An Analogy that Won’t Hold Water

Before leaving the subject of the ethics case against Representative Waters, a final comment with regard to her attempt to have the charges dismissed.  Her defense team based its motion to dismiss almost entirely on the claim that Waters’ conduct was “nearly identical to” that of Representative Sam Graves.  I have blogged about the ethics charges against Graves, which were dismissed last year. 

            The attempt to equate the two cases is frankly ridiculous.  True, they both involve a Member’s spouse who had an ownership interest in a company that was part of an industry that the Member dealt with in the course of performing official activities.  The similarity ends there, however.   

In Graves’ case, he invited a witness to testify at a committee hearing as a representative of the biofuels industry.  The witness, whom Graves knew, owned stock in two biofuels companies in which Graves’ wife was also invested.  However, there was no indication, either objective or subjective, that this co-investor relationship had any bearing on the invitation to testify.  Any conceivable benefit that Graves might have received from the hearing was (a) remote and speculative, since no legislative or executive action was pending or expected; (b) entirely derivative of the interests of the biofuels industry as a whole, since there was no specific interest of the two companies at stake; and (c) completely unrelated to the fact of this particular witness testifying.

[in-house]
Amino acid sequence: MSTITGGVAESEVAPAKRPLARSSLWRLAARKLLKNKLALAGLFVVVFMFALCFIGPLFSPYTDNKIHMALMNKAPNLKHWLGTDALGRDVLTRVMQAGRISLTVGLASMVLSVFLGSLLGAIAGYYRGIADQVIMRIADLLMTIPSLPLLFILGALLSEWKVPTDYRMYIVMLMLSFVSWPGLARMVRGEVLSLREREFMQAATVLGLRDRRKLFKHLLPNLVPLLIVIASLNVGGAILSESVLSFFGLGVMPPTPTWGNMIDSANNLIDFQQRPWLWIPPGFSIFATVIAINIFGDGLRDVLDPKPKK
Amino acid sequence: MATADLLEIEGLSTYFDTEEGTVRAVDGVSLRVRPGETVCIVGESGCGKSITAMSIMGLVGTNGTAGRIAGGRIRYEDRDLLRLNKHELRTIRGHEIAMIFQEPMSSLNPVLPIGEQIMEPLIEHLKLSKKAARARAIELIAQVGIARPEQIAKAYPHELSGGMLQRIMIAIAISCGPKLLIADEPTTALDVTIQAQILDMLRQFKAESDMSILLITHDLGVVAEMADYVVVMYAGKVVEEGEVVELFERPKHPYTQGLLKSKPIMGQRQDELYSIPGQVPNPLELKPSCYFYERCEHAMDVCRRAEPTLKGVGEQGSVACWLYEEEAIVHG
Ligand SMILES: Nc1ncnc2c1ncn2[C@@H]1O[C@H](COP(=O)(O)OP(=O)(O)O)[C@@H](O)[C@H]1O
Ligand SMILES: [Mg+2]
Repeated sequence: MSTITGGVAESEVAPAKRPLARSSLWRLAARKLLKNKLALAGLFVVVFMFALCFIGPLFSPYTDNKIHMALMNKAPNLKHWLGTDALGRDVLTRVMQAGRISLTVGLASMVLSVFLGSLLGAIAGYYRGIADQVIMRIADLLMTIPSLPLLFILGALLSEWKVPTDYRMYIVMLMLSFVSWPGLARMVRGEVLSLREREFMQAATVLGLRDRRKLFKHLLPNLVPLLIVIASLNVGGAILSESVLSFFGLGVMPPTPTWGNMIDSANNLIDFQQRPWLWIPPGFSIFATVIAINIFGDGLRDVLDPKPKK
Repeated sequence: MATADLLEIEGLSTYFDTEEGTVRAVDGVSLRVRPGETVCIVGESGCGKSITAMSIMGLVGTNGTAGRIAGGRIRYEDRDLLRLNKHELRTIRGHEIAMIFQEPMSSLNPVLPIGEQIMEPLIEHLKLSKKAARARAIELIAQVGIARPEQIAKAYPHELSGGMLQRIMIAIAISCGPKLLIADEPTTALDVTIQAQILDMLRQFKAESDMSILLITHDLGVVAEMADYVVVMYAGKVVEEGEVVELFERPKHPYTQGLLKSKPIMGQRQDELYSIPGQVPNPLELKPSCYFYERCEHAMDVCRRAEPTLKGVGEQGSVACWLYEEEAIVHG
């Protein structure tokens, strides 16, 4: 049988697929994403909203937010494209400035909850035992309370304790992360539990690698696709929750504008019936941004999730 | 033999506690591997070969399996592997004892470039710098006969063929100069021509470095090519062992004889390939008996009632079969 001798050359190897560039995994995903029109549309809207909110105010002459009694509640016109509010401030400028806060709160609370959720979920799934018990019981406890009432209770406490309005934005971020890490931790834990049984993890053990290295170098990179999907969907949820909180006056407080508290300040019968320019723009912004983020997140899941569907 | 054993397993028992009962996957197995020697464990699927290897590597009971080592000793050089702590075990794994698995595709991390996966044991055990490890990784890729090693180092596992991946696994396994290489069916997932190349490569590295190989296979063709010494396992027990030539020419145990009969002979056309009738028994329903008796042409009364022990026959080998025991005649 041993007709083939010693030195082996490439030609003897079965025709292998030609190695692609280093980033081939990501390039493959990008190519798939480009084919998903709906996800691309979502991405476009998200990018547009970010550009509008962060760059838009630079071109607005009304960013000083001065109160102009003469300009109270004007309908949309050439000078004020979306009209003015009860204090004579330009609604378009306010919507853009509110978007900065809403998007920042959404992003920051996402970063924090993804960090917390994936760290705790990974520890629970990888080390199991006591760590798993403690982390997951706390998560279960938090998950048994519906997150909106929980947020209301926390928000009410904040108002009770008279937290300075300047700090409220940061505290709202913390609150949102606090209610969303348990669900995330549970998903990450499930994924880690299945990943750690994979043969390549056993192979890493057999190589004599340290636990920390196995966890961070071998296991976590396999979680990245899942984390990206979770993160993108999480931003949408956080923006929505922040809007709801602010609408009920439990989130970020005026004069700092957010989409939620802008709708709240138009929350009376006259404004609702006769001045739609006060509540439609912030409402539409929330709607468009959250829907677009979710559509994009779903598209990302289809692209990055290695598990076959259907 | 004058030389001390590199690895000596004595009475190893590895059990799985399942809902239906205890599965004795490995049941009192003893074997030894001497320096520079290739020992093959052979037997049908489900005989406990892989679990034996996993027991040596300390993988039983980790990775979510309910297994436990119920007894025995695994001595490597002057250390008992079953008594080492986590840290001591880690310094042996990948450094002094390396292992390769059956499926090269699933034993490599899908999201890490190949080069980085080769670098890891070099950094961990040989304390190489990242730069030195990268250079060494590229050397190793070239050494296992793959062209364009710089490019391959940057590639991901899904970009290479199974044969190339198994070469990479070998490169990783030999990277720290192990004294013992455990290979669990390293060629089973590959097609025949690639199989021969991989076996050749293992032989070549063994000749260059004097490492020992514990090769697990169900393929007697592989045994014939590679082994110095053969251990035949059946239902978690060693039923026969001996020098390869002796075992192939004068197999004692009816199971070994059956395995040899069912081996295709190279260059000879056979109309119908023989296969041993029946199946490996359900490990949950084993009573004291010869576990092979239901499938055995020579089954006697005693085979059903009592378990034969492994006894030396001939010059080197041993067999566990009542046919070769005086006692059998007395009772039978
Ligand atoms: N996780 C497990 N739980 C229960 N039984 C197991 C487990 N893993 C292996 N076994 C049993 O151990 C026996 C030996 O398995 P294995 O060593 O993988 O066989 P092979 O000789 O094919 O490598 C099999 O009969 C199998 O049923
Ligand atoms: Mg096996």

In Waters’ case, the company in question, OneUnited, was seeking immediate action, both legislative and executive, for its own benefit.  Because OneUnited stated that the action was necessary to save it from insolvency, there was also an imminent and direct connection between the action sought and a financial benefit to Waters (because her husband’s stock would have been worthless if OneUnited had become insolvent).  Under these circumstances, a reasonable person might suspect that Waters’ actions were motivated by a desire to protect her financial interests.  In Graves’ case, such a suspicion would have been entirely unreasonable. 

As the investigative subcommittee points out in rejecting the motion to dismiss, the Waters’ case would have been similar to Graves’ if she had simply invited a OneUnited executive to testify, as the representative of the minority-owned banking industry, at a committee hearing discussing the overall interests of the industry as a whole.  In fact, this did happen—at a 2007 hearing of a House Financial Services subcommittee—and no one has suggested that it violated any ethics rules. 

The case against Waters is a borderline one, and there are strong arguments that she can make in her defense.  Comparing her case to that against Graves is not one of them.